Prof. Dr. Daniel Dietrich

For the good of science

Human health impact and cost estimates attributed to endocrine disrupting chemicals are unfounded, say toxicologist Daniel Dietrich and epidemiologist Gregory G. Bond in the scientific journal "Archives of Toxicology".

A series of economic papers released in 2015 and 2016 estimated the burden of diseases attributable to exposure to endocrine disrupting chemicals (EDCs), also known as environmental estrogens, and associated costs in the US and EU. Many experts suspected right away that these calculations were flawed and thus immaterial to public health decision-making. A thorough critique of the underlying methodology used to generate the cost estimates was published in the influential peer-reviewed journal “Archives of Toxicology” this month.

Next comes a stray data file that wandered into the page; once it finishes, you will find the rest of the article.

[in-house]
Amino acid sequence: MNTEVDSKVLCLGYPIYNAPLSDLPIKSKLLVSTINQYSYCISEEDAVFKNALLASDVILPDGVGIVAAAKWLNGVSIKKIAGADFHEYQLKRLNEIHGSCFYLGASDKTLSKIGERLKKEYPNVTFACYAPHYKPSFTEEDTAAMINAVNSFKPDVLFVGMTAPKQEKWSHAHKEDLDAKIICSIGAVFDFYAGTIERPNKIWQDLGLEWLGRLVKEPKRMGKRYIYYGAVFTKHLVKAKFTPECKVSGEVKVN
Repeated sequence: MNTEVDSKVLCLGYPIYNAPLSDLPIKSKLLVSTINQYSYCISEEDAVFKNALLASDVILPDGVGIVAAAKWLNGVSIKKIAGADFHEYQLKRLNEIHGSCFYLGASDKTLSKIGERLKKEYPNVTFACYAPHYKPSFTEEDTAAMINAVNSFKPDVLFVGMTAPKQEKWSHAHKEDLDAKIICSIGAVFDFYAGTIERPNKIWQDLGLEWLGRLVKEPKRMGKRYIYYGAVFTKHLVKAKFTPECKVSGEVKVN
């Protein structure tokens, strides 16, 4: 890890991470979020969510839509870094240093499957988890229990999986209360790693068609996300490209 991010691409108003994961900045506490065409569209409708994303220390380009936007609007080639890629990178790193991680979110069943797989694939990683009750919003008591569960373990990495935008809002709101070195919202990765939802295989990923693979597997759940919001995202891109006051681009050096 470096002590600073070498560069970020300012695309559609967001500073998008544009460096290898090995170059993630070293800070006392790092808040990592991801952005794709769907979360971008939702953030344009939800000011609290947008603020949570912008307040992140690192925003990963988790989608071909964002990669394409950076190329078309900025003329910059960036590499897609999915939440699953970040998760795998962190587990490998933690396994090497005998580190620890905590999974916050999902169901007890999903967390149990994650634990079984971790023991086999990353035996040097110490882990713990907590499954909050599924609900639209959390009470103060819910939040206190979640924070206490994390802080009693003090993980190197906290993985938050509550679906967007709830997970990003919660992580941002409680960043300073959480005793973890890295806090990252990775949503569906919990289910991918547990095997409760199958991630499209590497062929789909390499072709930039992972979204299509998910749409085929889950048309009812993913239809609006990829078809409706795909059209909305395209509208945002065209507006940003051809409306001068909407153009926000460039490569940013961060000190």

The critical review comes at a time in which regulatory bodies on both sides of the Atlantic are moving forward with two relatively distinct approaches to identifying and regulating EDCs. The critique of the economic analyses, co-authored by Michigan-based epidemiologist Gregory G. Bond, Ph.D., Michigan (U.S.), and toxicologist Professor Daniel R. Dietrich, Ph.D., University of Konstanz, affirms widely held suspicions by members of the European Commission, U.S. and EU-based academics and science journalists who had publicly expressed concern over the validity of the cost estimates before. Read more...